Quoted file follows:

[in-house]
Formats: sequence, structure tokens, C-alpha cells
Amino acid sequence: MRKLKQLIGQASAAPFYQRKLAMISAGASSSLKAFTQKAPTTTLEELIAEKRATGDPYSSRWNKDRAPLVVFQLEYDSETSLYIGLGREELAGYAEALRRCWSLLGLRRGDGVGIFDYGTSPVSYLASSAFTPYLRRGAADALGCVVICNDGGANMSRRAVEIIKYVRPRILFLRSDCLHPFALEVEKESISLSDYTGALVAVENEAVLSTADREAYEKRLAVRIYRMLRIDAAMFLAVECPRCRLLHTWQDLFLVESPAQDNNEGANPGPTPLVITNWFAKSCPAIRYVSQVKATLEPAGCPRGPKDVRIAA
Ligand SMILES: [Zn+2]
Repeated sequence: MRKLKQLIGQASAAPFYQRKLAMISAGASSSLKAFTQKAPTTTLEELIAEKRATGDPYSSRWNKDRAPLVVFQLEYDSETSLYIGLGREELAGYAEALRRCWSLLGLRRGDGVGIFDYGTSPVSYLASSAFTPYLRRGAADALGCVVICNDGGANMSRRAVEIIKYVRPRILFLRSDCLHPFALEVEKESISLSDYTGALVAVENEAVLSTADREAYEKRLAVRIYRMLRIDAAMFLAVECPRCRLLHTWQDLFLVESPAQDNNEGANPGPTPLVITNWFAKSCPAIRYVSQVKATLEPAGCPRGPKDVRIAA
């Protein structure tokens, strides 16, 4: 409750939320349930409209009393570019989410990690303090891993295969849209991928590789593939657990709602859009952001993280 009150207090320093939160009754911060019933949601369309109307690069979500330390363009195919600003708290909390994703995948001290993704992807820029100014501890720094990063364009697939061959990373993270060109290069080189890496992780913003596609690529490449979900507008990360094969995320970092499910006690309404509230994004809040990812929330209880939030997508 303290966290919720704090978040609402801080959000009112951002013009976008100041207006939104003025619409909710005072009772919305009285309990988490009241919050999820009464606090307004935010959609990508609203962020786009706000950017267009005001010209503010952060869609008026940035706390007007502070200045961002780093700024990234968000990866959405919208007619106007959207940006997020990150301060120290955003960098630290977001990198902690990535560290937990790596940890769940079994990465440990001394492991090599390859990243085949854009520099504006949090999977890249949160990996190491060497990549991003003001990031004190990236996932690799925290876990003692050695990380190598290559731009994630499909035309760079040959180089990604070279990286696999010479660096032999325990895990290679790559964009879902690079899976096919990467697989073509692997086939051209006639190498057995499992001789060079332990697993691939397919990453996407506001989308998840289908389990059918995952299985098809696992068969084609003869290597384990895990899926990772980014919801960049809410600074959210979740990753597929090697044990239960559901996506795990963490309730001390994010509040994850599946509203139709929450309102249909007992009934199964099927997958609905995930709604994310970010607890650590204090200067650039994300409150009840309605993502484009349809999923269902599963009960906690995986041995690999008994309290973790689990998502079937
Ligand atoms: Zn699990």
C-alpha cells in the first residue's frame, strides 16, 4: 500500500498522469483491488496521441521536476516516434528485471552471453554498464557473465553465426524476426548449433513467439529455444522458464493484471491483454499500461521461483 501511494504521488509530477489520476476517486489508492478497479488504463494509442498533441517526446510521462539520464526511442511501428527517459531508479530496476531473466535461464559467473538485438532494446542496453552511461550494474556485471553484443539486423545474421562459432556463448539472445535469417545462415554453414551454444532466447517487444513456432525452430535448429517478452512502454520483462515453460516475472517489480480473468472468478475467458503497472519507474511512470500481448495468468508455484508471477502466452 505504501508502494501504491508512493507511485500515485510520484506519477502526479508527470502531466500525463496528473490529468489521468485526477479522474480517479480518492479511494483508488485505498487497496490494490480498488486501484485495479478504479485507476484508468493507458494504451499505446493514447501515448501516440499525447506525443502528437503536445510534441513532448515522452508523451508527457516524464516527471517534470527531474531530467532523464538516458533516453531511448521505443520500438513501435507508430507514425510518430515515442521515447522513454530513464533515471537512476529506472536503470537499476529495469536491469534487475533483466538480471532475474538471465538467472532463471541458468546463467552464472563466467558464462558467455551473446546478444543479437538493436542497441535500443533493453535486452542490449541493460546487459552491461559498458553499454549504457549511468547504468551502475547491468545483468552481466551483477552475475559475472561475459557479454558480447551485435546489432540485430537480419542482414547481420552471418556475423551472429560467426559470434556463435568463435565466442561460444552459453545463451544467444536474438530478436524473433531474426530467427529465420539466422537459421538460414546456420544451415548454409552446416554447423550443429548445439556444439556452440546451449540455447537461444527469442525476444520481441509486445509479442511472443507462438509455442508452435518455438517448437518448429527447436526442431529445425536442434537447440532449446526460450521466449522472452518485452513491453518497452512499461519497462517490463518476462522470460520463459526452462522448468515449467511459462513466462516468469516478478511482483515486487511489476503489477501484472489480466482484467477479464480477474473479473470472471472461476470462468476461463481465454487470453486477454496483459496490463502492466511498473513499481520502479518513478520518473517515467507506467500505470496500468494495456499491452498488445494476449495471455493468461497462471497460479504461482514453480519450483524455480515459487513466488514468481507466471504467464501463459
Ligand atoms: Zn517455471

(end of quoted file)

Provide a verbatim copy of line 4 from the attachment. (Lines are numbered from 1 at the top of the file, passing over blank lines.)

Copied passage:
Ligand SMILES: [Zn+2]